UCL logo

UCL Discovery

UCL home » Library Services » Electronic resources » UCL Discovery

Modelling catastrophic loss in the mechanical integrity of pressurised pipelines under fire attack.

Abbasi, M.U.; (2008) Modelling catastrophic loss in the mechanical integrity of pressurised pipelines under fire attack. Doctoral thesis , University of London. Green open access

[img] Text
U591272.pdf

Download (5MB)

Abstract

This thesis describes the development of a mathematical model for simulating the loss in the mechanical integrity of pressurised hydrocarbon conveying pipelines under fire attack. The model is based on the resolution of the conservation equations using the Method of Characteristics. It accounts for real fluid behaviour, pipeline mechanical strength, as well as phase and flow dependent transient heat transfer effects and frictional pressure losses. Failure is assumed to occur when any one of the simulated triaxial thermal and pressure stresses in the pipeline wall exceed its ultimate tensile strength. Two types of failure scenarios both involving thermal loading of a pressurised pipeline are modelled and the consequences of failure are elucidated using hypothetical case examples. The first deals with direct jet fire impingement in which a section of the pipeline is assumed to be completely enveloped by the fire. Here the results of the simulations show that the pipeline fails through bulging and buckling due to the prevailing tangential stresses. The efficacy of emergency depressurisation using different diameter relief valves as a means of protecting the pipeline mechanical integrity during fire attack is also quantitatively investigated. The more complicated alternative failure scenario modelled involves the puncture of the pressurised pipeline and the immediate ignition of the escaping high pressure inventory. The impact of the resulting jet fire back radiation on the mechanical integrity of the depressurising pipeline is then modelled. An important precursor to the above is the presentation followed by linking of an appropriate jet flame model based on published literature describing the transient jet fire characteristics to the outflow model. Application of the model to a 1 Omm puncture positioned at the downstream end of a hypothetical 0.5km, 0.395m dia. steel pipeline conveying natural gas at HObara shows that the pipeline fails in the tangential direction some 1070s following the initial release. The size and location of the puncture during unisolated release are found to have a profound effect on delaying or circumventing catastrophic pipeline failure. The former was expected as increasing the puncture diameter results in a more rapid depressurisation rate thus resulting in a faster reduction of the accompanied pressure stresses which contribute to the pipeline failure. The significant effect of the location of the puncture on the fate of the pipeline was however somewhat unexpected. Here it is found that placing the puncture at the downstream end of the pipeline results in a discharge pressure and hence jet flame overall dimensions that are approximately double those compared to mid point puncture. The above is manifested in catastrophic pipeline failure due to the much more severe thermal loading in the case of downstream end puncture. The study concludes by investigating the effect of using different grades of carbon steel on the pressurised pipeline's resistance to withstand thermal loading.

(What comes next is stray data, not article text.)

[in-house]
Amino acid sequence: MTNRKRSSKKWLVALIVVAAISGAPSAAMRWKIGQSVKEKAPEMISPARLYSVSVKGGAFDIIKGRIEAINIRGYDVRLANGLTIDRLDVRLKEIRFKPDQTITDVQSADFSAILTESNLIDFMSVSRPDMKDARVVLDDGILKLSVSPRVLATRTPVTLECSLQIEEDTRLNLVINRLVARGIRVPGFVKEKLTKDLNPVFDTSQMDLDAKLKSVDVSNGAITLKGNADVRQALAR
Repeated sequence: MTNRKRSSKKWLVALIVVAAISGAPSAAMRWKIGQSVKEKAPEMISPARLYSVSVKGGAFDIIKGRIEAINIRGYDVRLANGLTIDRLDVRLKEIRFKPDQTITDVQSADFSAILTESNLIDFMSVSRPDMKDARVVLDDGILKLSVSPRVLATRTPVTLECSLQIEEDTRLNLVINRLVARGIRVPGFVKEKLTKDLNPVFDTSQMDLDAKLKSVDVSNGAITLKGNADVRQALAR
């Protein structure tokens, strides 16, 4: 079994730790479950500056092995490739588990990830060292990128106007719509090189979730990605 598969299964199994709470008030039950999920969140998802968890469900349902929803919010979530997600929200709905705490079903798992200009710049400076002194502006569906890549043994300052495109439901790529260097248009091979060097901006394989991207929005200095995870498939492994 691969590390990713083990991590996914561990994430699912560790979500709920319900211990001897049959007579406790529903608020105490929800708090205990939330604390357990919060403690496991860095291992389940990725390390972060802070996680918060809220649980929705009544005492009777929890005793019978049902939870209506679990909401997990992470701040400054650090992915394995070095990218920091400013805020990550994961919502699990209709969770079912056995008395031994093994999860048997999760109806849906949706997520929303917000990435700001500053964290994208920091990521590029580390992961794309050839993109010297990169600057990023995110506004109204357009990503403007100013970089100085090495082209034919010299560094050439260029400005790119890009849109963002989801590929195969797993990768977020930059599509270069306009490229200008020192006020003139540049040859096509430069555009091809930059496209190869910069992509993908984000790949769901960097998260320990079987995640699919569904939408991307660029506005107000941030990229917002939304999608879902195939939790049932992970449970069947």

Type: Thesis (Doctoral)
Title: Modelling catastrophic loss in the mechanical integrity of pressurised pipelines under fire attack.
Identifier: PQ ETD:591272
Open access status: An open access version is available from UCL Discovery
Language: English
Additional information: Thesis digitised by Proquest
UCL classification: UCL > Provost and Vice Provost Offices > UCL BEAMS > Faculty of Engineering Science > Dept of Chemical Engineering
URI: http://discovery.ucl.ac.uk/id/eprint/1444004
Downloads since deposit
229Downloads
Download activity - last month
Download activity - last 12 months
Downloads by country - last 12 months

Archive Staff Only

View Item View Item